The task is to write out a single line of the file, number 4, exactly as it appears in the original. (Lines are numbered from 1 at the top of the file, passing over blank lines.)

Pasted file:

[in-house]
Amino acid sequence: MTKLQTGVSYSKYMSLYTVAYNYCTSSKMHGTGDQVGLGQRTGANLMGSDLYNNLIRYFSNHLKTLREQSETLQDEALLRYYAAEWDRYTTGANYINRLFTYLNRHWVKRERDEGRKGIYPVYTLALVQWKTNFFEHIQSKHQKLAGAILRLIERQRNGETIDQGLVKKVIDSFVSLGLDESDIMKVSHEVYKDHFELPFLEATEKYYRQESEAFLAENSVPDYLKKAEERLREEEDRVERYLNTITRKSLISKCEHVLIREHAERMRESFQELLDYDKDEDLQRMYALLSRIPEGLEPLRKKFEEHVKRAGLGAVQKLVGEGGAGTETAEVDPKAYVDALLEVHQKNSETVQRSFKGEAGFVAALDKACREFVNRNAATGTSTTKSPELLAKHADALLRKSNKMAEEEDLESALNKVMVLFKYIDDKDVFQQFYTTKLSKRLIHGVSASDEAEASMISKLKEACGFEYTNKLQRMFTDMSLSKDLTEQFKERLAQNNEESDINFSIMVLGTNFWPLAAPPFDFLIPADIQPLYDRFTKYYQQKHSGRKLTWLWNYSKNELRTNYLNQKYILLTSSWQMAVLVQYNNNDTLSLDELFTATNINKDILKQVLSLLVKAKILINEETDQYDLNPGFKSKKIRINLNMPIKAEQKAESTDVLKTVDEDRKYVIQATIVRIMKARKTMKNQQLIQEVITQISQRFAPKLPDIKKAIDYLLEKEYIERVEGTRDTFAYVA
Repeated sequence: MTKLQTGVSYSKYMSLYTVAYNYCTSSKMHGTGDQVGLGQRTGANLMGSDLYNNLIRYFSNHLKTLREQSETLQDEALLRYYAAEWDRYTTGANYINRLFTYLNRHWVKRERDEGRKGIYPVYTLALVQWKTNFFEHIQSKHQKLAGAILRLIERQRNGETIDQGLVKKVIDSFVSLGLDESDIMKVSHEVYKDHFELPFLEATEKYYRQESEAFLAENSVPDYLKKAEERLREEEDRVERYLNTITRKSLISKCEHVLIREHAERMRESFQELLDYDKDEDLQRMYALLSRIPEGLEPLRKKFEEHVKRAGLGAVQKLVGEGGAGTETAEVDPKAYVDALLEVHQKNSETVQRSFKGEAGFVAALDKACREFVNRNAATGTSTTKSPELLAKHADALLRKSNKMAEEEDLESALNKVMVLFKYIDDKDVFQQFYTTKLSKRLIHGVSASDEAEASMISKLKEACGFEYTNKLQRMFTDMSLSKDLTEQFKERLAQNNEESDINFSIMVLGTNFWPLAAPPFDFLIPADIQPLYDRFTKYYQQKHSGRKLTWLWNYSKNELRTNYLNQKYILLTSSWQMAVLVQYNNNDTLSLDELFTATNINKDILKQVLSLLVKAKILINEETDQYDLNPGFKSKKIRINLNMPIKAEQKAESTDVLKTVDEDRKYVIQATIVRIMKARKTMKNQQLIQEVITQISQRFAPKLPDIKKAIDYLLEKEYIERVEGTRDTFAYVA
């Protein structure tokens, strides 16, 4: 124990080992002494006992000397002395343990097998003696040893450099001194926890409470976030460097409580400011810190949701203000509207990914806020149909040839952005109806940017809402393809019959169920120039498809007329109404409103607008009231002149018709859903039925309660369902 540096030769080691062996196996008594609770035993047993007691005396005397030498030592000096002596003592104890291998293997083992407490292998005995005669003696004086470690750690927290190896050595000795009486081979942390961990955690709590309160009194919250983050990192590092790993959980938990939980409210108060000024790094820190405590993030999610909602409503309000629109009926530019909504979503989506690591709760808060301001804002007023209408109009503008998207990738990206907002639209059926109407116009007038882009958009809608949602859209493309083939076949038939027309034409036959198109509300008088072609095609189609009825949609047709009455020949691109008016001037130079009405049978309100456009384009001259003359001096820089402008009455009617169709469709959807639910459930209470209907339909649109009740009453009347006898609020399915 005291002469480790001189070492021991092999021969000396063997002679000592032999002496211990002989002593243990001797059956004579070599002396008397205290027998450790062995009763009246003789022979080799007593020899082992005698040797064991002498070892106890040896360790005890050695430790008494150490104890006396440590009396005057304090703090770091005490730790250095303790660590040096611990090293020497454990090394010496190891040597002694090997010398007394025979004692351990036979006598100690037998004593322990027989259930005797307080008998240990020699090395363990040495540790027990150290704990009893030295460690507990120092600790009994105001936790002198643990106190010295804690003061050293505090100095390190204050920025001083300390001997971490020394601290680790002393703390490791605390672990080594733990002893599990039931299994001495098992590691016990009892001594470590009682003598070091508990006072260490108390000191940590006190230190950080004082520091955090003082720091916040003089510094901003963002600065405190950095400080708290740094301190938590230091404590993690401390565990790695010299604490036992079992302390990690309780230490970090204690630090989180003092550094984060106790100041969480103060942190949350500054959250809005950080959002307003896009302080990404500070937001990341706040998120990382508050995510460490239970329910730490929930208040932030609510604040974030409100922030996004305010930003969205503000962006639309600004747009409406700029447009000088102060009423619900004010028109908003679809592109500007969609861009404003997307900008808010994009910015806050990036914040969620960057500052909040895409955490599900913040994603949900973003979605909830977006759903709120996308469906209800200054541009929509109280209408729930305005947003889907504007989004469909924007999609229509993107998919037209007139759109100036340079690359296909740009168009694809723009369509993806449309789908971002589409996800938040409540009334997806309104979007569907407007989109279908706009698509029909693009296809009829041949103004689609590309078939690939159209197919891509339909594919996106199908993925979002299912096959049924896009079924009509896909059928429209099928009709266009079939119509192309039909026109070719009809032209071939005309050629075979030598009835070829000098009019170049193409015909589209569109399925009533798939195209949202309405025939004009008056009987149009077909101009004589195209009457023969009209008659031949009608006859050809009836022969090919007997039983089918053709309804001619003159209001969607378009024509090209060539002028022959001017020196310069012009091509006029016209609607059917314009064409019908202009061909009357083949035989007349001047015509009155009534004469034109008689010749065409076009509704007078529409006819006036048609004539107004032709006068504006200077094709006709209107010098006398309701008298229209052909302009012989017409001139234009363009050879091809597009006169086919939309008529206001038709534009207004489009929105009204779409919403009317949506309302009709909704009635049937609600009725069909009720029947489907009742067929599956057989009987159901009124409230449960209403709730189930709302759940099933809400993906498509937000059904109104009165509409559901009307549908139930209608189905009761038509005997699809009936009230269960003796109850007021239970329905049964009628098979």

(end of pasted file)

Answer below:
């Protein structure tokens, strides 16, 4: 124990080992002494006992000397002395343990097998003696040893450099001194926890409470976030460097409580400011810190949701203000509207990914806020149909040839952005109806940017809402393809019959169920120039498809007329109404409103607008009231002149018709859903039925309660369902 540096030769080691062996196996008594609770035993047993007691005396005397030498030592000096002596003592104890291998293997083992407490292998005995005669003696004086470690750690927290190896050595000795009486081979942390961990955690709590309160009194919250983050990192590092790993959980938990939980409210108060000024790094820190405590993030999610909602409503309000629109009926530019909504979503989506690591709760808060301001804002007023209408109009503008998207990738990206907002639209059926109407116009007038882009958009809608949602859209493309083939076949038939027309034409036959198109509300008088072609095609189609009825949609047709009455020949691109008016001037130079009405049978309100456009384009001259003359001096820089402008009455009617169709469709959807639910459930209470209907339909649109009740009453009347006898609020399915 005291002469480790001189070492021991092999021969000396063997002679000592032999002496211990002989002593243990001797059956004579070599002396008397205290027998450790062995009763009246003789022979080799007593020899082992005698040797064991002498070892106890040896360790005890050695430790008494150490104890006396440590009396005057304090703090770091005490730790250095303790660590040096611990090293020497454990090394010496190891040597002694090997010398007394025979004692351990036979006598100690037998004593322990027989259930005797307080008998240990020699090395363990040495540790027990150290704990009893030295460690507990120092600790009994105001936790002198643990106190010295804690003061050293505090100095390190204050920025001083300390001997971490020394601290680790002393703390490791605390672990080594733990002893599990039931299994001495098992590691016990009892001594470590009682003598070091508990006072260490108390000191940590006190230190950080004082520091955090003082720091916040003089510094901003963002600065405190950095400080708290740094301190938590230091404590993690401390565990790695010299604490036992079992302390990690309780230490970090204690630090989180003092550094984060106790100041969480103060942190949350500054959250809005950080959002307003896009302080990404500070937001990341706040998120990382508050995510460490239970329910730490929930208040932030609510604040974030409100922030996004305010930003969205503000962006639309600004747009409406700029447009000088102060009423619900004010028109908003679809592109500007969609861009404003997307900008808010994009910015806050990036914040969620960057500052909040895409955490599900913040994603949900973003979605909830977006759903709120996308469906209800200054541009929509109280209408729930305005947003889907504007989004469909924007999609229509993107998919037209007139759109100036340079690359296909740009168009694809723009369509993806449309789908971002589409996800938040409540009334997806309104979007569907407007989109279908706009698509029909693009296809009829041949103004689609590309078939690939159209197919891509339909594919996106199908993925979002299912096959049924896009079924009509896909059928429209099928009709266009079939119509192309039909026109070719009809032209071939005309050629075979030598009835070829000098009019170049193409015909589209569109399925009533798939195209949202309405025939004009008056009987149009077909101009004589195209009457023969009209008659031949009608006859050809009836022969090919007997039983089918053709309804001619003159209001969607378009024509090209060539002028022959001017020196310069012009091509006029016209609607059917314009064409019908202009061909009357083949035989007349001047015509009155009534004469034109008689010749065409076009509704007078529409006819006036048609004539107004032709006068504006200077094709006709209107010098006398309701008298229209052909302009012989017409001139234009363009050879091809597009006169086919939309008529206001038709534009207004489009929105009204779409919403009317949506309302009709909704009635049937609600009725069909009720029947489907009742067929599956057989009987159901009124409230449960209403709730189930709302759940099933809400993906498509937000059904109104009165509409559901009307549908139930209608189905009761038509005997699809009936009230269960003796109850007021239970329905049964009628098979």